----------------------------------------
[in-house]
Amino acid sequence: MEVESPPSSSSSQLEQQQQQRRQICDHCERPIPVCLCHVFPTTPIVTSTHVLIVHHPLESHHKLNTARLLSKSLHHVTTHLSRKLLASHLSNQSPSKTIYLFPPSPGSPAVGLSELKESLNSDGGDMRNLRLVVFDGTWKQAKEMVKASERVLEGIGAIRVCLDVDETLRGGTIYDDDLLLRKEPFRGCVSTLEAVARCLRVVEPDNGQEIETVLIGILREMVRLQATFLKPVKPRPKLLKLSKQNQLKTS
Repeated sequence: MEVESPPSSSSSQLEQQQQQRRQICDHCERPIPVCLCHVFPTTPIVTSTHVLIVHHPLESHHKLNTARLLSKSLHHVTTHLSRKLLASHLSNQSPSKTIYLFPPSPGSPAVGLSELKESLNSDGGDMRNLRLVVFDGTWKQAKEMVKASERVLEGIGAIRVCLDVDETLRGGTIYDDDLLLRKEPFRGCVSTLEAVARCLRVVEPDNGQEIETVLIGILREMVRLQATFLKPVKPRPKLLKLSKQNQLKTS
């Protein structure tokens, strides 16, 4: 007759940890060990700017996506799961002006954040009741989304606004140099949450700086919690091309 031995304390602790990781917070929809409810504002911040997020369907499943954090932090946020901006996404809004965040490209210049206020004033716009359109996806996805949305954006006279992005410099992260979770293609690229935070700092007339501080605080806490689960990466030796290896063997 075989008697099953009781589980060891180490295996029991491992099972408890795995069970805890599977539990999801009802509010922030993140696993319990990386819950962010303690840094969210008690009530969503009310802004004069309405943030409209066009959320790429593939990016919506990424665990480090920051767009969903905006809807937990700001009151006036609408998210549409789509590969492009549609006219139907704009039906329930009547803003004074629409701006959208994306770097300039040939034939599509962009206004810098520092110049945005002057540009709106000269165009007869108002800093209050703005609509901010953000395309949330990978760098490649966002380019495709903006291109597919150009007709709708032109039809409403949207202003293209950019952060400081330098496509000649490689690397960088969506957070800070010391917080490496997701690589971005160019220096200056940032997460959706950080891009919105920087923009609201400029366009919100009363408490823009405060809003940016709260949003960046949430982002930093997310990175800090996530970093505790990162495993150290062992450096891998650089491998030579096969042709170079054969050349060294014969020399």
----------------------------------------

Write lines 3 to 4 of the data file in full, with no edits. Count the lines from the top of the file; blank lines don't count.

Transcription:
Repeated sequence: MEVESPPSSSSSQLEQQQQQRRQICDHCERPIPVCLCHVFPTTPIVTSTHVLIVHHPLESHHKLNTARLLSKSLHHVTTHLSRKLLASHLSNQSPSKTIYLFPPSPGSPAVGLSELKESLNSDGGDMRNLRLVVFDGTWKQAKEMVKASERVLEGIGAIRVCLDVDETLRGGTIYDDDLLLRKEPFRGCVSTLEAVARCLRVVEPDNGQEIETVLIGILREMVRLQATFLKPVKPRPKLLKLSKQNQLKTS
């Protein structure tokens, strides 16, 4: 007759940890060990700017996506799961002006954040009741989304606004140099949450700086919690091309 031995304390602790990781917070929809409810504002911040997020369907499943954090932090946020901006996404809004965040490209210049206020004033716009359109996806996805949305954006006279992005410099992260979770293609690229935070700092007339501080605080806490689960990466030796290896063997 075989008697099953009781589980060891180490295996029991491992099972408890795995069970805890599977539990999801009802509010922030993140696993319990990386819950962010303690840094969210008690009530969503009310802004004069309405943030409209066009959320790429593939990016919506990424665990480090920051767009969903905006809807937990700001009151006036609408998210549409789509590969492009549609006219139907704009039906329930009547803003004074629409701006959208994306770097300039040939034939599509962009206004810098520092110049945005002057540009709106000269165009007869108002800093209050703005609509901010953000395309949330990978760098490649966002380019495709903006291109597919150009007709709708032109039809409403949207202003293209950019952060400081330098496509000649490689690397960088969506957070800070010391917080490496997701690589971005160019220096200056940032997460959706950080891009919105920087923009609201400029366009919100009363408490823009405060809003940016709260949003960046949430982002930093997310990175800090996530970093505790990162495993150290062992450096891998650089491998030579096969042709170079054969050349060294014969020399």